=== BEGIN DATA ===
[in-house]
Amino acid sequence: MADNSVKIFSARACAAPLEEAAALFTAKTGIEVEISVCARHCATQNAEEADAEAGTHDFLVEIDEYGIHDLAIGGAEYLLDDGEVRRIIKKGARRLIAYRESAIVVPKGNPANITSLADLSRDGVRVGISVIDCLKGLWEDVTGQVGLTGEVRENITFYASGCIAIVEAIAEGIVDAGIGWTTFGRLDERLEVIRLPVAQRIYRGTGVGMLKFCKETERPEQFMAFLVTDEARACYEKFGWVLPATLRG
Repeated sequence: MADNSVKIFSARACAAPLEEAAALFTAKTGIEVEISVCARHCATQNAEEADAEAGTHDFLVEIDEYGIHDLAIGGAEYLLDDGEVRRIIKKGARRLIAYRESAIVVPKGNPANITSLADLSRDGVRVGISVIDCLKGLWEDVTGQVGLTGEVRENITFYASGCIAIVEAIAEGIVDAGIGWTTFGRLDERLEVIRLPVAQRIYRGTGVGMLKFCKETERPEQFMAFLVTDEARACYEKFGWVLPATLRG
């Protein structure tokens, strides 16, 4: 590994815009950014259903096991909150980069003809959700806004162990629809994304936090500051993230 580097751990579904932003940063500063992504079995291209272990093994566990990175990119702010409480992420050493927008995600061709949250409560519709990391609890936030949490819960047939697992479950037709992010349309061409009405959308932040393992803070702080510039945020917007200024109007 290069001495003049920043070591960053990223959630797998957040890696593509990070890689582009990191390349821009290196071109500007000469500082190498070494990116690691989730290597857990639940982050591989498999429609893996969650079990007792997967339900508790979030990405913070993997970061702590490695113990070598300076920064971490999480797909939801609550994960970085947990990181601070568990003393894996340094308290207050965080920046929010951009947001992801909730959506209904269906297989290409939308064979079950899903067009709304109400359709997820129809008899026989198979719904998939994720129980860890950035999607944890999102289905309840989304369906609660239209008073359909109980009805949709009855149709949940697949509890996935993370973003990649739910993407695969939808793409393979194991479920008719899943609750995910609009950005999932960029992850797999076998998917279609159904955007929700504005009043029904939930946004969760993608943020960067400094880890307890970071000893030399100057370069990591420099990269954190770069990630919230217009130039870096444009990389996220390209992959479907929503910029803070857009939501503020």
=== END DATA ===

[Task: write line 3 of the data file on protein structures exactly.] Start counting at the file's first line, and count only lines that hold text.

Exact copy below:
Repeated sequence: MADNSVKIFSARACAAPLEEAAALFTAKTGIEVEISVCARHCATQNAEEADAEAGTHDFLVEIDEYGIHDLAIGGAEYLLDDGEVRRIIKKGARRLIAYRESAIVVPKGNPANITSLADLSRDGVRVGISVIDCLKGLWEDVTGQVGLTGEVRENITFYASGCIAIVEAIAEGIVDAGIGWTTFGRLDERLEVIRLPVAQRIYRGTGVGMLKFCKETERPEQFMAFLVTDEARACYEKFGWVLPATLRG